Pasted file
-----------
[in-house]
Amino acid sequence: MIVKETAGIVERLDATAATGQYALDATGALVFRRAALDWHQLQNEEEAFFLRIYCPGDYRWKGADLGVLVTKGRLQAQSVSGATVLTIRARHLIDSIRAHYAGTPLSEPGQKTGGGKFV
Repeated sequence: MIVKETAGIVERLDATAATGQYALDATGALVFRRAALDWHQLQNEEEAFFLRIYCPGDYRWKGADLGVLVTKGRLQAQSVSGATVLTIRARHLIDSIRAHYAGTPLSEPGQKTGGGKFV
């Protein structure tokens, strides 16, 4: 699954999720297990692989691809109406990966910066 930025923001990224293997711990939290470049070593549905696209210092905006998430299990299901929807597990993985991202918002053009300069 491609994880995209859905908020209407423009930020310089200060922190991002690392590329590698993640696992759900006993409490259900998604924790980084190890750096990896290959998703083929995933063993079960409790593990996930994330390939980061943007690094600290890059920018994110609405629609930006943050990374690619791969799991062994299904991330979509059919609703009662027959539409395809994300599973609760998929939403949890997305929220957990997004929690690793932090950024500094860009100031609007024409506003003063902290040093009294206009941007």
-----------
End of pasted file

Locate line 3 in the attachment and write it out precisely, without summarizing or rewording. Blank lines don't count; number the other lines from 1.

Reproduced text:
Repeated sequence: MIVKETAGIVERLDATAATGQYALDATGALVFRRAALDWHQLQNEEEAFFLRIYCPGDYRWKGADLGVLVTKGRLQAQSVSGATVLTIRARHLIDSIRAHYAGTPLSEPGQKTGGGKFV